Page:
for computer-operating pianist or pianist with tape
Commissioned by Philip Mead with funds made available by Eastern Arts Association and by Acorn Computers Ltd, this composition was specifically designed for the Acorn Music 500 synthesizer (designed by Chris Jordan for Acorn Computers) running on the BBC B Micro-computer.
This work sets out to test the relative abilities of the human and the machine. We know from simple computer games that the machine is more than our match in speed and calculating power. We know from listening to many optimistic computer music systems and their inventors that the realistic imitation of a single instrumental sound, like a sustained note on a grand piano, can still defeat the most sophisticated technology. The piece then is itself a ‘game’, or contest, and hopefully an entertaining one. It is also an analogy for the feedback process between live musician and technology which can make working with digital systems creatively so rewarding. The title is ambivalent, implying both a ‘musical composition’ and ‘effort’ or ‘exertion’. The pianist is made to ‘work’, both physically and mentally, in order to match the speed and precision of the computer. However, the computer, too, is put through its paces in passages where it is called upon to emulate the human expressivity and spontaneity of the piano soloist. The composer would like to thank Graham Naylor for his invaluable assistance in programming the computer part of ‘WORK’.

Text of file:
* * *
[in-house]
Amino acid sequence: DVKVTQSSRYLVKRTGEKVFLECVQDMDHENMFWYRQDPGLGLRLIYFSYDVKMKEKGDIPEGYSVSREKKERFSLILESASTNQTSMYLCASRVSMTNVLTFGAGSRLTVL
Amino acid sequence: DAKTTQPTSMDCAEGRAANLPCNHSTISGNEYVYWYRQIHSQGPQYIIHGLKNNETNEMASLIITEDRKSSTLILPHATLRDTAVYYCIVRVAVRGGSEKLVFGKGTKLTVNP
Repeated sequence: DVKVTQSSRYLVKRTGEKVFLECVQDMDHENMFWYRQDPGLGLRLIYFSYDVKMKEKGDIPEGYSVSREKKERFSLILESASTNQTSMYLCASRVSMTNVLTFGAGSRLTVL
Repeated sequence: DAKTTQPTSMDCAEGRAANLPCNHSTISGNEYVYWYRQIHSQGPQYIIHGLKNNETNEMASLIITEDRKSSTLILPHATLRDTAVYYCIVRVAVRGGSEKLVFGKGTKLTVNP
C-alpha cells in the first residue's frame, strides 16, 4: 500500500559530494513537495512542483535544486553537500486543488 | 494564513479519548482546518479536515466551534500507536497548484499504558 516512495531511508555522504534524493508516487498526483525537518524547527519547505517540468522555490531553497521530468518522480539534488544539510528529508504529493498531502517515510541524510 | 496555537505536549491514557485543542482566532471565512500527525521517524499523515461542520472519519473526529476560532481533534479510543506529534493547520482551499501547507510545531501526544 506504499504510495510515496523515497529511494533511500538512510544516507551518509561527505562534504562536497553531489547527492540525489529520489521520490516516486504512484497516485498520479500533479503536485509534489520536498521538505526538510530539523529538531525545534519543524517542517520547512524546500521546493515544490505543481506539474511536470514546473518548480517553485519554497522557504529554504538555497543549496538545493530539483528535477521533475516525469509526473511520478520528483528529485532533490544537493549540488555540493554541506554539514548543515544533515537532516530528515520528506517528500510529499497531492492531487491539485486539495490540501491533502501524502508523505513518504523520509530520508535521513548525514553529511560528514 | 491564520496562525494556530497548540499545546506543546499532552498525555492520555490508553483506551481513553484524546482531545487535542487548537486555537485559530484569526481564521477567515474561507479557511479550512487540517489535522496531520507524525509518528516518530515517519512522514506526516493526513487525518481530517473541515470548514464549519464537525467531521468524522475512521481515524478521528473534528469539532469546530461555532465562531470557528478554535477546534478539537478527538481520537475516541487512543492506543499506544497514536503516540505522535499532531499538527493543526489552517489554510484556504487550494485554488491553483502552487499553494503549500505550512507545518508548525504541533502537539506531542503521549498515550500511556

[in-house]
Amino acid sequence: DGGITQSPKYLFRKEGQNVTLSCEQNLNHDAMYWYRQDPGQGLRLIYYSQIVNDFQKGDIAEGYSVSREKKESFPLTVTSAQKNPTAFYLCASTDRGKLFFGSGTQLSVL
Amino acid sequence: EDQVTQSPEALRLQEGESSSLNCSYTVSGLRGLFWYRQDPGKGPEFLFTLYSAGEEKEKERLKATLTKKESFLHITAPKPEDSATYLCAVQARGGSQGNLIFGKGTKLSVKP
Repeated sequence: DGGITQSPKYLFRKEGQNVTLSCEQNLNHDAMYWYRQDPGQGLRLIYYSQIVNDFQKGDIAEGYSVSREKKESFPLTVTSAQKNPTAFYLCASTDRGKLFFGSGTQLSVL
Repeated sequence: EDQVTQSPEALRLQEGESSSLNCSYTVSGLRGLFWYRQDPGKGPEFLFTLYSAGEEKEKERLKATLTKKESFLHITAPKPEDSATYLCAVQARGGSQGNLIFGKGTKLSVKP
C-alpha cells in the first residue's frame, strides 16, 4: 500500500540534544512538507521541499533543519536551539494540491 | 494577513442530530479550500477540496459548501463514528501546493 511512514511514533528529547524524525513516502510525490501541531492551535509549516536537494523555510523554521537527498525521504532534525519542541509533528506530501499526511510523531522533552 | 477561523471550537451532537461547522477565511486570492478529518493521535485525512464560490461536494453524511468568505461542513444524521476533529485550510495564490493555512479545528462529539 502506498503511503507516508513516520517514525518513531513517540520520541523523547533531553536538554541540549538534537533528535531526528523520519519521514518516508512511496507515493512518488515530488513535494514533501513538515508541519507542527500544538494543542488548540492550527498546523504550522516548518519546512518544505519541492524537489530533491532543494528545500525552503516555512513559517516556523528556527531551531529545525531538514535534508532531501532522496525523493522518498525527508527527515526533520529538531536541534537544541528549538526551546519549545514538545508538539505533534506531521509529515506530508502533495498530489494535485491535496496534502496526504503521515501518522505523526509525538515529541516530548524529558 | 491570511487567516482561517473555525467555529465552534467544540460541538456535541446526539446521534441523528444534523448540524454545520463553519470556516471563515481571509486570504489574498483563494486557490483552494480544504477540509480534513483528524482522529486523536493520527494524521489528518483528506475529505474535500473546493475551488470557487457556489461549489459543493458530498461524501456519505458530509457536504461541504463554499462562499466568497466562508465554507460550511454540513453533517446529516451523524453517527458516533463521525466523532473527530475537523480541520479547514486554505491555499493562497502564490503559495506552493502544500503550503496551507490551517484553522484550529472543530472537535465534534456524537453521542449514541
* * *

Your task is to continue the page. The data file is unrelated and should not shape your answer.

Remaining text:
© 1985 Tim Souster